Studs Terkel (1912-2008) was a Pulitzer Prize-winning Chicago author and radio personality. His first book was “Giants of Jazz” in 1957, and in 1959 he accidentally gave some youngsters’ old-style jazz band a name. The band is still around. “You’re a bunch of moldy figs,” he told some teens who were practicing while he visited the house of a woman who worked with him on his Chicago FM radio show.
He explained to her son and his friends that it was a derogatory term used by swing musicians in the 1940s for those who played out-of-fashion, uncool New Orleans jazz. The bandleader was 16-year-old drummer Jim Field, a junior at Maine Township High School in Park Ridge, Ill. “We decided then to call the band the Mouldy Figs,” Field says today, and he used the British spelling to add a little class. Now, 57 years after he had that inspiration, and 43 years after he brought it to full flower in Minnesota, Jim Field is stepping down from active management of the Mouldy Figs for health reasons. A celebration in honor of his continuing contribution to Minnesota’s jazz reputation is planned for Sunday, July 31 at Shamrocks Grill and Pub, 995 W. 7th St., Saint Paul, 651-228-9925. After playing gigs in suburban Chicago and at the banjo sing-along club Your Father’s Mustache, learning washboard from a banjoist who had played with Louis Armstrong, earning a college degree and starting a civilian career, Field moved to Minnesota in 1970 to take a job as the director of the YMCA Street Work Program in the Twin Cities. He brought along the washboard he bought for $1.50 in 1959 (and still plays today) and formed a new Mouldy Figs band in 1973 to play at Fiorito’s and the Lower Levee Lounge nightclubs in St. Paul.
In their heyday, the Figs were a repertory group that included 30 to 40 musicians who could form several bands of three to eight pieces on any given date, covering bookings as needed. Field has always worked in younger musicians to carry on the tradition: The most recent regular Figs are Randy Grist and Doug Haining. Most Figs also play with other bands, and over the decades the group has included musicians who have become well-known in wider circles. A few are trumpeter Red Wolfe, bassist Bill Gordon, clarinetist Kim Cusack, banjoists Fern Dale and Debbie Schreyer, multi-instrumentalists Bruce Allard, Bill Evans, Russ Peterson, Jim Torok, Fred Richardson, Jim ten Bensel. Gigs over the past 43 years have included countless private parties and corporate events, church services, civic festivals, the Minnesota State Fair, riverboat cruises, political fund-raisers, entertaining fans for the Minnesota Twins, Vikings and St. Paul Saints, an appearance as guest artists with the St. Paul Chamber Orchestra, and in a Field-organized contingent of 75 Twin Cities jazz musicians who performed at the 1982 pre-opening party for the Mall of America, headlined by Ray Charles. “We always have fun and family in mind,” Field says.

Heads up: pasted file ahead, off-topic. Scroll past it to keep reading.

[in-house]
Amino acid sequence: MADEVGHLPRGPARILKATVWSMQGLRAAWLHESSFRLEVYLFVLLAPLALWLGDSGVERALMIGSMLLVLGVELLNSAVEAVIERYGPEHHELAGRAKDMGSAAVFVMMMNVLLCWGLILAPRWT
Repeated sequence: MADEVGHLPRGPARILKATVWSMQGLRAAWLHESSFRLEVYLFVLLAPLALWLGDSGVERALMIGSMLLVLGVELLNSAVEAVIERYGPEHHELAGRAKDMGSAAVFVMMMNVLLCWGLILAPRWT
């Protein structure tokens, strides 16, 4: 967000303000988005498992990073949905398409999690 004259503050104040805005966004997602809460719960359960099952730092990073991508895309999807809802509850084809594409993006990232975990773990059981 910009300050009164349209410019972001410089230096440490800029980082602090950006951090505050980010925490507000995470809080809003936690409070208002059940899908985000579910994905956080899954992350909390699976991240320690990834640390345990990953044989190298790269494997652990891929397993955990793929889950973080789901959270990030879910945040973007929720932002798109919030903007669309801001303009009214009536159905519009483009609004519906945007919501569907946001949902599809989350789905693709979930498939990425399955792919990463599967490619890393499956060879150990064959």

Field has long been active in the St. Paul Rotary Club and brought the Figs to more than 30 elementary schools to give educational concerts on “The History of River Music” in 2003, the band’s 30th anniversary year. He also was a key figure in a Rotary Club multi-year project to enable people to obtain safe drinking water at a village in the Guyana jungle, which he visited annually.
The Figs have made three professional recordings: “Figs Live at the Bungalow” (LP 1988, CD reissue 2002), “Have Yourself a Mouldy Little Christmas” (1996), and “Don’t Trust Any Band Under 30” (2003). Steady appearances currently are the first Tuesday of each month at the Bungalow Inn in Lakeland, MN. And alternate Sundays at the Mainstreet Bar & Grill in Hopkins and Shamrocks on West 7th Street in St. Paul. The schedule is on www.mouldyfigs.com.
Field is staying active in music, keeping up the rhythm of the Figs on drums, washboard or tuba and playing tuba as a regular member of the Pig’s Eye Jass Band in St. Paul. But he is handing over the administrative duties to Debbie Schreyer, a full-time banjo player and teacher, and her husband, Tom Owens, a bassist, washboard player and vocalist. Schreyer comes from a musical family: Her late father, Lowell Schreyer, was a nationally known banjoist and historian, and her brother, Ted, leads the Blue Ox Jazz Babies in Mankato. Lowell and Debbie Schreyer are both members of the National Four-String Banjo Hall of Fame. Tom Owens is a former St. Paul police officer, later an excursion riverboat pilot, and now a full-time musician.